Bryan Caplan's Simplistic Theory of Left and Right says "The Left is anti-market and
the Right is anti-Left". This theory is half wrong, and will for this
reason confuse the Left in particular. It ought to be a clue that if
you ask the Left whether they're anti-market, most of the Left will
answer, "Of course not," whereas if you ask the Right whether they're
anti-Left, they'll answer "Hell yes we are."
I suspect there is some difference along these lines. But just as people on the Left will tend to object, "We're not anti-market, we're pro-X, Y, and Z," people on the Right will tend to object, "We're not anti-Left, we're pro-X, Y, and Z." In any case, my theory isn't intended to predict self-description, but to find enduring commonalities between these two global tribes - commonalities enduring enough to fit both tribes since they emerged about two centuries ago.
People may understand
themselves poorly a lot of the time, but they often know what they hate.
I never said "hate." "Resentment" is far more apt, though of course prominent subsets of these tribes let their resentment blossom into hate.
My "Human Theory of the Left" is as follows: The Left holds markets to the same standards as human beings.
And that's what the
Left sees when they look at somebody being paid $8/hour... They see a judgment about how hard an employee works,
and how much they need and deserve.
So of course they hate whatever looks at a poor starving mother and says "$8/hour". Who wouldn't?
Ask them and they'll *tell you*: They don't *hate* markets. They just
think that the prices and outcomes aren't fair, and that tribal action
is required for everyone to get together and decide that the prices and
outcomes should be fairer.
Again, I never said "hate." But this sounds like a clear case of resentment. So Eliezer's story ends up being a special case of mine.
Is it the correct special case of mine? I'm not convinced. Some leftists' primary complaint is that "prices and outcomes aren't fair." But few non-economists of any ideology talk about prices much (except, of course, to live their daily lives). If you revise Eliezer's statement to, "Leftists just think that market outcomes are unfair, and that tribal action
is required for everyone to get together and decide that the outcomes should be fairer," I'd still say you're oversimplifying. While leftists do routinely object to the market's unfairness, their complaints about the market are legion. Historically - and even today - plenty of leftists argue their policies are better for economic growth. Others decry materialism, the effects on the environment, or national solidarity. Left-leaning economists add in a laundry list of market inefficiencies: monopoly, externalities, asymmetric information, and so on.
If this post gets shared outside my
own feed, some people will be reading this and wondering why I
*wouldn't* want prices to be fair.
And they'll suspect that I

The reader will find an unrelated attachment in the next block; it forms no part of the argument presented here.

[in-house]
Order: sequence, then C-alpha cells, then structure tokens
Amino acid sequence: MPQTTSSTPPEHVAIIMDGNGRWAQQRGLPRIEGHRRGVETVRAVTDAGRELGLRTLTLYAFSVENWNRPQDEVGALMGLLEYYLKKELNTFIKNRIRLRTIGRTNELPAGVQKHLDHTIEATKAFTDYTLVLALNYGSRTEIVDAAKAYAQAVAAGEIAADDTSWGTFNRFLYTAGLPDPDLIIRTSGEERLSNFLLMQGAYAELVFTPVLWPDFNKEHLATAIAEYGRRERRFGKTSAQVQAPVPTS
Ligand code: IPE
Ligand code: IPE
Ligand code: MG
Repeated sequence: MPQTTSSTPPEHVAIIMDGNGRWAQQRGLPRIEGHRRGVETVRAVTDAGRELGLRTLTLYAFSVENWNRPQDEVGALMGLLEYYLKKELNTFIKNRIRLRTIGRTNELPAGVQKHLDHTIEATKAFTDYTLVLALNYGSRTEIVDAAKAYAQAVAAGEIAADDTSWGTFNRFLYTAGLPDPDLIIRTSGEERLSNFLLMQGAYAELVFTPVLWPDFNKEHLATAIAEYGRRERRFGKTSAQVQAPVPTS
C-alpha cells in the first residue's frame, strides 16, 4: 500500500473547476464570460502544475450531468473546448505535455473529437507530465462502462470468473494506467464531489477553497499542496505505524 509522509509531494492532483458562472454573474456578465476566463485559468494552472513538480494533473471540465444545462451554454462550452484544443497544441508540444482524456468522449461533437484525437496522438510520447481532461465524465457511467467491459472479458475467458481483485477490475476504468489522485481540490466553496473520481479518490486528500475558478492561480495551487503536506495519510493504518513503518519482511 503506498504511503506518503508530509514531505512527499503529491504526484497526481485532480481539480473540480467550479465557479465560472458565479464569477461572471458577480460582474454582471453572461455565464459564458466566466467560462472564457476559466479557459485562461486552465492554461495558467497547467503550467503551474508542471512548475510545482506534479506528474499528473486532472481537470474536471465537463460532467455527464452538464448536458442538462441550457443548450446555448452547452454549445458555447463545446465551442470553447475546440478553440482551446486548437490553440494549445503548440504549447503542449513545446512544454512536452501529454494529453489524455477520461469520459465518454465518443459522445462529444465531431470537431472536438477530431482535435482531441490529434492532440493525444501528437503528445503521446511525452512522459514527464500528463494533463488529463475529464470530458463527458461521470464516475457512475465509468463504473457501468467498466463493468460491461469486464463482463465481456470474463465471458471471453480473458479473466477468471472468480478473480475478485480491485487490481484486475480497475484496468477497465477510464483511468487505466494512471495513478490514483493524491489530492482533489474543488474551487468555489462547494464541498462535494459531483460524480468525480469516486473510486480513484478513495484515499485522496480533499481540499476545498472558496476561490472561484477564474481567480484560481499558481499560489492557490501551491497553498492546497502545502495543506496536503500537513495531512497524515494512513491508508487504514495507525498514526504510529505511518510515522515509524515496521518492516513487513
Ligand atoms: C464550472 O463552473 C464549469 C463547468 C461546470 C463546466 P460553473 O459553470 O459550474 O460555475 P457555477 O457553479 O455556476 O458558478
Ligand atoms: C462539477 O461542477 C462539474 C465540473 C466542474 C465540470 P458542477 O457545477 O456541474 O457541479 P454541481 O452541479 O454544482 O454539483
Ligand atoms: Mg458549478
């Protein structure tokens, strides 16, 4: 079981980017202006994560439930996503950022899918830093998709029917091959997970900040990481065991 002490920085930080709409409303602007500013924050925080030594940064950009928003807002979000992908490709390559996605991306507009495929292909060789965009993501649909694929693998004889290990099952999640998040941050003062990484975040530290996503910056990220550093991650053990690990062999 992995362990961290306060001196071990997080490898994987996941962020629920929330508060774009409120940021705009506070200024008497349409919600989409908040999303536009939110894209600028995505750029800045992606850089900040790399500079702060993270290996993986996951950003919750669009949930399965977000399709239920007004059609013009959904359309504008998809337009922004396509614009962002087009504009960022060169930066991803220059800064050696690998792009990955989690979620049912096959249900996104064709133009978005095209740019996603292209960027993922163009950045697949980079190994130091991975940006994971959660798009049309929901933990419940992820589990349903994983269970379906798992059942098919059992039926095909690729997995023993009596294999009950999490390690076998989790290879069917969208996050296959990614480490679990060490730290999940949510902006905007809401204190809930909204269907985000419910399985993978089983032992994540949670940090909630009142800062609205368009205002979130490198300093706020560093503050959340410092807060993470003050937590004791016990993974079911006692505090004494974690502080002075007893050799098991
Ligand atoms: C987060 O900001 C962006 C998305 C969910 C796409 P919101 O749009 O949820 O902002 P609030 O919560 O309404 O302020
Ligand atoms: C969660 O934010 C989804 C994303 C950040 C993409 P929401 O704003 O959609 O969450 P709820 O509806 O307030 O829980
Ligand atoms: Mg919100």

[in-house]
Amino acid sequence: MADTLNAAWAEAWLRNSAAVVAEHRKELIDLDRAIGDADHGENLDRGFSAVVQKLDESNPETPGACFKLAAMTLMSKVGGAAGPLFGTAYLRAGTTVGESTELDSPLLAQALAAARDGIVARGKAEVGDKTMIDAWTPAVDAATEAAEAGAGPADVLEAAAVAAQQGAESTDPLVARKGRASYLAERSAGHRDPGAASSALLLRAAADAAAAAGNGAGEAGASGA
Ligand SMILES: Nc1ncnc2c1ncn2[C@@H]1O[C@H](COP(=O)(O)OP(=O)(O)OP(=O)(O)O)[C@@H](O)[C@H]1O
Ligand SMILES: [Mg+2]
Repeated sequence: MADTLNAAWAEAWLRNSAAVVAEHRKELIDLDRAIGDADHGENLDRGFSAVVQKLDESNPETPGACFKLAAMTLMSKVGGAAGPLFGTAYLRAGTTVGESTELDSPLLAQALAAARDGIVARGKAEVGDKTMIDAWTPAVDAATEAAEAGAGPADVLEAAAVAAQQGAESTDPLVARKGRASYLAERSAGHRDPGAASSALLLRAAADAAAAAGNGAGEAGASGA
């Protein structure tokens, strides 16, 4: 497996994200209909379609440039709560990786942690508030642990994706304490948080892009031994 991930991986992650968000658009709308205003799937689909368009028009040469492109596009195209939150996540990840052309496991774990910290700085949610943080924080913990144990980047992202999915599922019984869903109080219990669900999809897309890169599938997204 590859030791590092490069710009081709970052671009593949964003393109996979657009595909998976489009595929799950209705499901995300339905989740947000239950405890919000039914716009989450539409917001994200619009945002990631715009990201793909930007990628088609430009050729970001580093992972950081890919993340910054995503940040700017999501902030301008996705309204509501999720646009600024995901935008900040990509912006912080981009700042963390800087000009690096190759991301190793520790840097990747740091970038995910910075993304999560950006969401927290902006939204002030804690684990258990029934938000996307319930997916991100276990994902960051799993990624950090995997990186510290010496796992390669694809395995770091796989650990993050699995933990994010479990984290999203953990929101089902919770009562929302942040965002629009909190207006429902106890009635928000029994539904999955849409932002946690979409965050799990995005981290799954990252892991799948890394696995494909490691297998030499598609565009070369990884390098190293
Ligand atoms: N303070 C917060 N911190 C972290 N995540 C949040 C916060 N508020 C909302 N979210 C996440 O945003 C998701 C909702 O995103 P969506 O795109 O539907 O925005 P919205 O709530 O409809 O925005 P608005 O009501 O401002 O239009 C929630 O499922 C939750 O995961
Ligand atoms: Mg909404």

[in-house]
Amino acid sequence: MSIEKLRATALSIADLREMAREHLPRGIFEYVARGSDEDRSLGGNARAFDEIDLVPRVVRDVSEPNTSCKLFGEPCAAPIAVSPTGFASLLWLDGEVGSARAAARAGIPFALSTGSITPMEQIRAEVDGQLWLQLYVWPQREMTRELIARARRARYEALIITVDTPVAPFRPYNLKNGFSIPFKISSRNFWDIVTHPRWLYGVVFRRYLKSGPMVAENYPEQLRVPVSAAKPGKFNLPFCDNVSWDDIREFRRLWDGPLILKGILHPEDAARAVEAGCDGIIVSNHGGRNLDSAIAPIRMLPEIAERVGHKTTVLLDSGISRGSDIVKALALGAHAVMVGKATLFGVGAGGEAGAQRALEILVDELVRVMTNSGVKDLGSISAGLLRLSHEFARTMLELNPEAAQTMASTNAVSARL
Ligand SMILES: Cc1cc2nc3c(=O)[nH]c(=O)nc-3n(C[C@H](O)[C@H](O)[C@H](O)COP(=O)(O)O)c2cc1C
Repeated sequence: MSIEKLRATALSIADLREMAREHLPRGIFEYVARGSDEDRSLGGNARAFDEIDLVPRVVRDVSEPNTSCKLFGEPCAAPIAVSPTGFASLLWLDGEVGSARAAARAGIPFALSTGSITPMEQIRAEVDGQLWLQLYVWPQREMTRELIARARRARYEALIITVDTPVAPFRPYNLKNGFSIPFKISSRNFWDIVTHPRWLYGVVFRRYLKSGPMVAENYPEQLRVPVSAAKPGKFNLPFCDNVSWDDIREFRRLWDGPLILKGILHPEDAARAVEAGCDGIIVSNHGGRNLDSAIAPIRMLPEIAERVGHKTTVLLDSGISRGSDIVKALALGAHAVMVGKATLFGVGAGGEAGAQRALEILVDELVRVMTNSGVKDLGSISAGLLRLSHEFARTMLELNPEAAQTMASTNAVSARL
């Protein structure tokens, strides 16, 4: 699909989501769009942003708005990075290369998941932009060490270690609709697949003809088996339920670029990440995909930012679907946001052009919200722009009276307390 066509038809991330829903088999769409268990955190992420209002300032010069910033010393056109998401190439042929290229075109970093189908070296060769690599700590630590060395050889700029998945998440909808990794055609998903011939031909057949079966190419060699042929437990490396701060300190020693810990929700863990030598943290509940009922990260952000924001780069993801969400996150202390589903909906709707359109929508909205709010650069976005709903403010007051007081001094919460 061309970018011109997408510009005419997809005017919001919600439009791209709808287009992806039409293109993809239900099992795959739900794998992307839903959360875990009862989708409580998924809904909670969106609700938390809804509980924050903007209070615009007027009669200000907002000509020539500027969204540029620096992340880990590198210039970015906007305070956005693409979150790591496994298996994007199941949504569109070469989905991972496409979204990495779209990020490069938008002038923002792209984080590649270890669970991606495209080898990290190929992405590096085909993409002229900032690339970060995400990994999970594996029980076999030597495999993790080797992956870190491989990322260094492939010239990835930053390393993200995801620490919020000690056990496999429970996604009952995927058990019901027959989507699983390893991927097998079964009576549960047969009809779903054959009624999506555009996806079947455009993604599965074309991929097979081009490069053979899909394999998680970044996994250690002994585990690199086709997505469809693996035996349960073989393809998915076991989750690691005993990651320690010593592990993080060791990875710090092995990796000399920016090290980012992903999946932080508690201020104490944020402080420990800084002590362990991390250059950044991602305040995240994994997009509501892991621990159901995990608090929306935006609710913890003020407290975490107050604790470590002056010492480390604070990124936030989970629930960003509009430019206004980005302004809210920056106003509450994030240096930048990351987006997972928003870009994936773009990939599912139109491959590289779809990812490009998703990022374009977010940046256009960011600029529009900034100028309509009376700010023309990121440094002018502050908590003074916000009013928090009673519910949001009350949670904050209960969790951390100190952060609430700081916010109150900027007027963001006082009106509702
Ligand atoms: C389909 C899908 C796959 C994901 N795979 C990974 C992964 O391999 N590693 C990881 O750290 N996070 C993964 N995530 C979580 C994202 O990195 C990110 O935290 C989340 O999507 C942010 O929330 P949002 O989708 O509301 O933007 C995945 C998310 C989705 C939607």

must worship the Holy Market and believe *its* prices to be wise and
fair; and that if I object to any regulation it's because I want the
holy, wise and fair Market Price to be undisturbed.
While this is a complete misrepresentation of Eliezer's views, it's a pretty fair description of mine. I don't think market prices are "holy." But they are wise in the sense that they're signals wrapped up in incentives. And they're fair because they're based on mutual consent, and consent is one of most important determinants of fairness.
People like Bryan Caplan see people in 6000BC wearing animal skins as
the native state of affairs without the Market. People like Bryan keep
trying to explain how the Market got us away from that, hoping to foster
some good feelings about the Market that will lead people to maybe have
some respect for its $8/hour figure.
If my Human Theory of the
Left is true, then this is exactly the wrong thing to say, and eternally
doomed to failure.
"Eternally doomed to failure"? Hailing the market's long-run effect on people's standard of living is probably the most successful economic argument of the last fifty years. It's clearly the main argument for pro-market reforms in China, and probably India as well. And it's also likely the most successful argument for privatization in the Soviet Bloc and deregulation in the West.
Personally, it's not my favorite argument. Like Mike Huemer , I'd ratherargue from the moral presumption that individuals shouldn't threaten to attack other people for offering deals they don't like, and the moral truism that calling an organization a "government" doesn't lighten its moral obligations. If Eliezer called this argument "eternally doomed to failure," I'd still demur, but I freely admit that it hasn't been influential in the world of economic policy.
But don't try to tell them that the Market is good, or wise, or kind. They can see with their own eyes that's false.
Believing is seeing. There are solid reasons to think the Market is better, wiser, and kinder than alternatives. (What's "kind" about calling the cops because someone offers you a deal you don't like?) But if you have strong initial anti-market feelings, it's hard to give credit where credit is due.
Bottom line: Even if Eliezer's story is the whole truth, he accepts my Simplistic Theory of Left and Right. He's just filling in the details. But his story explains no more than a small sub-set of leftists. And they don't have a good point.